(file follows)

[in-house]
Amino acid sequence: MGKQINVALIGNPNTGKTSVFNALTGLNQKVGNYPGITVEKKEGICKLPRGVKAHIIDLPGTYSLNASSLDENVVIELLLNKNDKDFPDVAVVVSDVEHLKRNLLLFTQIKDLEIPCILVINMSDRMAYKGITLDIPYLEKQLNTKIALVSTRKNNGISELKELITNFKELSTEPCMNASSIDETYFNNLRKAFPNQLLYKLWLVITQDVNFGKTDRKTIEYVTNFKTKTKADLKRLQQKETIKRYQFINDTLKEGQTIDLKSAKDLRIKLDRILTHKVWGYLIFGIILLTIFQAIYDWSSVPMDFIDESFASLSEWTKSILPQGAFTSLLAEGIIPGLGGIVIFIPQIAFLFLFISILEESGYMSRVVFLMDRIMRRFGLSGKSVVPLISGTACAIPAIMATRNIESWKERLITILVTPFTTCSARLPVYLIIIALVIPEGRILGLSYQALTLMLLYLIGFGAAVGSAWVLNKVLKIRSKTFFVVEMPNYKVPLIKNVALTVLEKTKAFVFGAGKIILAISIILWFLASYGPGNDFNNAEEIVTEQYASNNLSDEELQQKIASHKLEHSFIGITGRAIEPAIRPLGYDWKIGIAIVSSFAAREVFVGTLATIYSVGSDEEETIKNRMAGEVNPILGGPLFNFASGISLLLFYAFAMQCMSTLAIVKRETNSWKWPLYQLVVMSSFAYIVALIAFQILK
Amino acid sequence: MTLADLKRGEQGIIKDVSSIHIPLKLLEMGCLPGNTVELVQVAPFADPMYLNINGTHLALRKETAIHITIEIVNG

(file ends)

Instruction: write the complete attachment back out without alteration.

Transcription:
[in-house]
Amino acid sequence: MGKQINVALIGNPNTGKTSVFNALTGLNQKVGNYPGITVEKKEGICKLPRGVKAHIIDLPGTYSLNASSLDENVVIELLLNKNDKDFPDVAVVVSDVEHLKRNLLLFTQIKDLEIPCILVINMSDRMAYKGITLDIPYLEKQLNTKIALVSTRKNNGISELKELITNFKELSTEPCMNASSIDETYFNNLRKAFPNQLLYKLWLVITQDVNFGKTDRKTIEYVTNFKTKTKADLKRLQQKETIKRYQFINDTLKEGQTIDLKSAKDLRIKLDRILTHKVWGYLIFGIILLTIFQAIYDWSSVPMDFIDESFASLSEWTKSILPQGAFTSLLAEGIIPGLGGIVIFIPQIAFLFLFISILEESGYMSRVVFLMDRIMRRFGLSGKSVVPLISGTACAIPAIMATRNIESWKERLITILVTPFTTCSARLPVYLIIIALVIPEGRILGLSYQALTLMLLYLIGFGAAVGSAWVLNKVLKIRSKTFFVVEMPNYKVPLIKNVALTVLEKTKAFVFGAGKIILAISIILWFLASYGPGNDFNNAEEIVTEQYASNNLSDEELQQKIASHKLEHSFIGITGRAIEPAIRPLGYDWKIGIAIVSSFAAREVFVGTLATIYSVGSDEEETIKNRMAGEVNPILGGPLFNFASGISLLLFYAFAMQCMSTLAIVKRETNSWKWPLYQLVVMSSFAYIVALIAFQILK
Amino acid sequence: MTLADLKRGEQGIIKDVSSIHIPLKLLEMGCLPGNTVELVQVAPFADPMYLNINGTHLALRKETAIHITIEIVNG